Sunday, May 17, 2015

The Stage Route and the Driver: Waterford, Vermont

Here is the schedule of the stage route from 1848, found in a guidebook to New England called "The Eastern Tourist." Note Waterford, listed as 7 miles from St. Johnsbury, Vermont, with 12 miles onward to Littleton, New Hampshire. Also see the final line, under the first chart: "Usual time from Burlington to Portland, 2 1/2 days."

Not only was Waterford a significant stagecoach stop -- it also included a family known for driving the stages. Here is the obituary for Charles T. Hill, who was born January 20, 1842, and died September 18, 1930; the Hill family lived where the Gingue dairy farm now is, and the little cemetery on the farm is called the Hill Cemetery. Some of the Hills are buried there, Charles was buried in the one in East St. Johnsbury, now called Grove Cemetery.
Well Known Stage Driver Passes Away in Waterford

Charles T. Hill, for 20 years a stage driver plying on routes between Hardwick and Lancaster and Lyndon and Island Pond and later a hotel owner in East St. Johnsbury passed away at his home in Waterford Thursday at the age of 99 years following an illness of less than a week. Mr. Hill, who was a life long resident of Waterford was born Jan. 20, 1842, the son of Ambrose and Louise Foss Hill. He was a descendant of a long line of stage drivers. He attended the public schools of Waterford and was united in marriage with Julia C. Young of Waterford, Nov. 15, 18874. To this union nine children were born, five boys and four girls, all of whom survive with the exception of one daughter.

The children who survive are George A. Hill of East St. Johnsbury, Miss Lettie E. Hill of Waterford, Wilbur C. Hill of St. Johnsbury, Miss Edna M. Hill of Riverside, Conn., Robert W. Hill of Gilman, Benjamin C. Hill of St. Johnsbury, Wallace S. Hill of Plainfield and Miss Elsie L. Hill of Waterford. He is also survived by 11 grandchildren and two great grandchildren.

Funeral services were held from his late home at 2 o'clock this afternoon. The Rev. E. E. Grant officiated. Interment was in the East St. Johnsbury Cemetery.
The site where I found this obituary also included a card of thanks from Mr. Hill's family members, and a poem that must have run in the newspaper in 1932:
           IN MEMORIAM
In loving memory of our dear,
dear father, Charles T. Hill, who
passed away Sept. 18, 1930.
Out on the sunny hillside
   Where granite marks the spot
Just two years ago dear father
   We placed you in the lot.
Not dead to us who loved you.
   Not lost but gone before,
You live with us in memory still
   And will forevermore.
                    Inserted by his children.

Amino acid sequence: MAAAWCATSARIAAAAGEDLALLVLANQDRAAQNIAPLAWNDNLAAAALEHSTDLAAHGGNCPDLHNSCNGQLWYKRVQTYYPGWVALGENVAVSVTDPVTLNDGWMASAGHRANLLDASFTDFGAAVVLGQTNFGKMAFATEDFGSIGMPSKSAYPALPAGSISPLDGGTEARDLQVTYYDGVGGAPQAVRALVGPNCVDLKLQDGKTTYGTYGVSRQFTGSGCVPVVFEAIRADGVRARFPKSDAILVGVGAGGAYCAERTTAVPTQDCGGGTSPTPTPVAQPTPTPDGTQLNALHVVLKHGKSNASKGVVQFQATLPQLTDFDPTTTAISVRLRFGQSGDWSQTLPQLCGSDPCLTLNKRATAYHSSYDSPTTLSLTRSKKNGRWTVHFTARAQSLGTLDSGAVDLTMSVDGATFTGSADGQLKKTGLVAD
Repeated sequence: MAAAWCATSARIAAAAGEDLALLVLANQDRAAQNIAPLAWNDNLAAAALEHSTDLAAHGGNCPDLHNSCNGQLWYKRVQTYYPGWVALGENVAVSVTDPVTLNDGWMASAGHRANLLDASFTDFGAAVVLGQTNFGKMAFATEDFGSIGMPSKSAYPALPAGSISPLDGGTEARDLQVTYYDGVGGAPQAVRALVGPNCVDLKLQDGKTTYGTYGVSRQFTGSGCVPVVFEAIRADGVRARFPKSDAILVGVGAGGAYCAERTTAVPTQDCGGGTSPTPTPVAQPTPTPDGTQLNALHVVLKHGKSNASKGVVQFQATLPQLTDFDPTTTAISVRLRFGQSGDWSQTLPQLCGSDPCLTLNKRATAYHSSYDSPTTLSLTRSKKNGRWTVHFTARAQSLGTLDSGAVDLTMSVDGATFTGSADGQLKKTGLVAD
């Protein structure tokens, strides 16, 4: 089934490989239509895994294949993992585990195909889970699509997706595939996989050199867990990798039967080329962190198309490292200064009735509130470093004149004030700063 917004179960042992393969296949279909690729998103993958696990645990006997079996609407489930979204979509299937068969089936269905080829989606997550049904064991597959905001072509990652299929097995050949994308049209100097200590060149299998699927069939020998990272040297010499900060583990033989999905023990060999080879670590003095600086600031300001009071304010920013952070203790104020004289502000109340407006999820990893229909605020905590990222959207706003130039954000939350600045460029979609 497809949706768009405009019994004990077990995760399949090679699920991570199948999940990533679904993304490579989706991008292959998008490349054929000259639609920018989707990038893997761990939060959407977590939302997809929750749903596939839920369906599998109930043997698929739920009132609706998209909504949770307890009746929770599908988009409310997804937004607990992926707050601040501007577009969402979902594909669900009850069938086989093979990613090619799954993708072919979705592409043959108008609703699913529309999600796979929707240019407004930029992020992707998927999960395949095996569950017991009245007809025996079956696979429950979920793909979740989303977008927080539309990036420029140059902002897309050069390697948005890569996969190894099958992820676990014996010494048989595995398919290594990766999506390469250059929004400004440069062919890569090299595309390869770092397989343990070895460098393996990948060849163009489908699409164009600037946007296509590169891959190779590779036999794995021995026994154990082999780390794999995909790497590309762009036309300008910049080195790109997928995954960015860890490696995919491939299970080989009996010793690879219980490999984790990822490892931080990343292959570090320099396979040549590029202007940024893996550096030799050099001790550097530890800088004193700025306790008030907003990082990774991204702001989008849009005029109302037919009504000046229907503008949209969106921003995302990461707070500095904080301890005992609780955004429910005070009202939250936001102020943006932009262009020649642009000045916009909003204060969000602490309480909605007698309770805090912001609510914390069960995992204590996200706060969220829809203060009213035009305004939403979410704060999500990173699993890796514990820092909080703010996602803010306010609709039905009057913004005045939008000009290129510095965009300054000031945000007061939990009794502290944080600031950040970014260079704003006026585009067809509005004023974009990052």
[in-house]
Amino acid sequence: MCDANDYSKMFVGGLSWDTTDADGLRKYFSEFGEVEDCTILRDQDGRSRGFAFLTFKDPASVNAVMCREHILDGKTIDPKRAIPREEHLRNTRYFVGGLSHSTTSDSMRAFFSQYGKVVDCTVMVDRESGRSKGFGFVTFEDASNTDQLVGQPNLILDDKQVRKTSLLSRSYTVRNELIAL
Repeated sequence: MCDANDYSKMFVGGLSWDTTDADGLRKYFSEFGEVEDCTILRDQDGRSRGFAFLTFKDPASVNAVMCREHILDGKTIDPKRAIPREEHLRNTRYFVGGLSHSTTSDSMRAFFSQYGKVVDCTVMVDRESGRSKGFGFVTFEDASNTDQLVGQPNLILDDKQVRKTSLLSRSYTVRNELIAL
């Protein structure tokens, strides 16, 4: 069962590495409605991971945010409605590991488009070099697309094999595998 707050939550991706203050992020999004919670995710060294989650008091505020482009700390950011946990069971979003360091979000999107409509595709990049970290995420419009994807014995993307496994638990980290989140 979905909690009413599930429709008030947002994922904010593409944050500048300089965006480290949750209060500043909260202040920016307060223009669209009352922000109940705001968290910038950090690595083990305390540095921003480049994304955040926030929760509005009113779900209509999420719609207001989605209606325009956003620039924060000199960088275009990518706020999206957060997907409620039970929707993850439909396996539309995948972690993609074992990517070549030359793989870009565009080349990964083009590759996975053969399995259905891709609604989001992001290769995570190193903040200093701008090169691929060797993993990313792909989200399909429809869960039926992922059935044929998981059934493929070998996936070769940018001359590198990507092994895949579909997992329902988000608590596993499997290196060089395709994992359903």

Finally, although no photos of the stagecoaches in Waterford have been found as yet, I located one this week that shows stagecoaches from sometime after 1865, in a parade in Bethlehem, New Hampshire:

Friday, May 1, 2015

Butternuts, for Old Time's Sake -- and Next, Rhubarb


Singing makes any task more fun, right?
Last November we were able to purchase four pounds of butternuts from Native Nuts in North Troy; two pounds headed to New Hampshire to catch up with Geneva Powers Wright, and the other two pounds, in a basket, came to visit at a Waterford Historical Society meeting in February, when a few brave folks took a couple of them home to try cracking.

Most of this two-pound batch ended up at my house, and I was glad to catch my son Alexis and his NYC friend Jem as labor for cracking them in March. Based on a description from an East St Johnsbury resident of having cracked them using her dad's workshop vice, we tackled the task with a pair of large screw-type carpenter clamps. (We did test an ordinary nutcracker, and it was totally useless for this job!) Sorting the nuts from the shell fragments turned out to be quite a challenge.

It took the three of us TWO HOURS of steady work to crack all the nuts and set aside the nutmeats -- which added up to slightly less than one cup full. For the April meeting of the Waterford Historical Society, I baked cookies with the little flecks of nuts -- which were delicious, but in every cookie there was at least one tooth-jarring bit of nutshell, and in some there were half a dozen. And we thought we had these well sorted!

I'm glad we tried this, for the sake of knowing how to handle butternuts, which used to be a traditional food in this region, before the trees were stricken by a mostly fatal disease. All things considered, though, I don't think we'll repeat this!

Next on my old-time cooking schedule will be rhubarb recipes, figuring out the best ones for the Waterford Historic House and Garden Tour and Rhubarb Café, being held June 20!